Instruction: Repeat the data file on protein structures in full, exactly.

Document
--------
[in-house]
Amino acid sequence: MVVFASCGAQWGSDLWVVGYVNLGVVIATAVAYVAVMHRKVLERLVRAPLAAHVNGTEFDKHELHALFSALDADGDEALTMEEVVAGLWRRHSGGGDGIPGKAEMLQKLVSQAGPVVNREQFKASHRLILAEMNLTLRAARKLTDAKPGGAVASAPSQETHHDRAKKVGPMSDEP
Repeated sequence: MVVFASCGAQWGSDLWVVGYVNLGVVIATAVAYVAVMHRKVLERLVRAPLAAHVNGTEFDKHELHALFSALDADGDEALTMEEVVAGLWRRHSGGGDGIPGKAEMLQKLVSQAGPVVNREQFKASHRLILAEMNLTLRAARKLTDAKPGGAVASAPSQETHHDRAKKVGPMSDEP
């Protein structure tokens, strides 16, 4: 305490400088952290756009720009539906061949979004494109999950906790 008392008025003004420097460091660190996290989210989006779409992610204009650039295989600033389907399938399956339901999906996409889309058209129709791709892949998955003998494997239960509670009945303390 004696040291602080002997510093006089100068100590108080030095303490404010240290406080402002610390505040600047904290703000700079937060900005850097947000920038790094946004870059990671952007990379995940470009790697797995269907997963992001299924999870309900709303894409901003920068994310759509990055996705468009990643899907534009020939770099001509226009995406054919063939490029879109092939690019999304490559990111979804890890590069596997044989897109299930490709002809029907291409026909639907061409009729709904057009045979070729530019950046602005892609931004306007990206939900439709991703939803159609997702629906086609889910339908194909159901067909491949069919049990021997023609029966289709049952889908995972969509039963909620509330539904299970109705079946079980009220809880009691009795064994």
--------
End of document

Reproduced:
[in-house]
Amino acid sequence: MVVFASCGAQWGSDLWVVGYVNLGVVIATAVAYVAVMHRKVLERLVRAPLAAHVNGTEFDKHELHALFSALDADGDEALTMEEVVAGLWRRHSGGGDGIPGKAEMLQKLVSQAGPVVNREQFKASHRLILAEMNLTLRAARKLTDAKPGGAVASAPSQETHHDRAKKVGPMSDEP
Repeated sequence: MVVFASCGAQWGSDLWVVGYVNLGVVIATAVAYVAVMHRKVLERLVRAPLAAHVNGTEFDKHELHALFSALDADGDEALTMEEVVAGLWRRHSGGGDGIPGKAEMLQKLVSQAGPVVNREQFKASHRLILAEMNLTLRAARKLTDAKPGGAVASAPSQETHHDRAKKVGPMSDEP
């Protein structure tokens, strides 16, 4: 305490400088952290756009720009539906061949979004494109999950906790 008392008025003004420097460091660190996290989210989006779409992610204009650039295989600033389907399938399956339901999906996409889309058209129709791709892949998955003998494997239960509670009945303390 004696040291602080002997510093006089100068100590108080030095303490404010240290406080402002610390505040600047904290703000700079937060900005850097947000920038790094946004870059990671952007990379995940470009790697797995269907997963992001299924999870309900709303894409901003920068994310759509990055996705468009990643899907534009020939770099001509226009995406054919063939490029879109092939690019999304490559990111979804890890590069596997044989897109299930490709002809029907291409026909639907061409009729709904057009045979070729530019950046602005892609931004306007990206939900439709991703939803159609997702629906086609889910339908194909159901067909491949069919049990021997023609029966289709049952889908995972969509039963909620509330539904299970109705079946079980009220809880009691009795064994």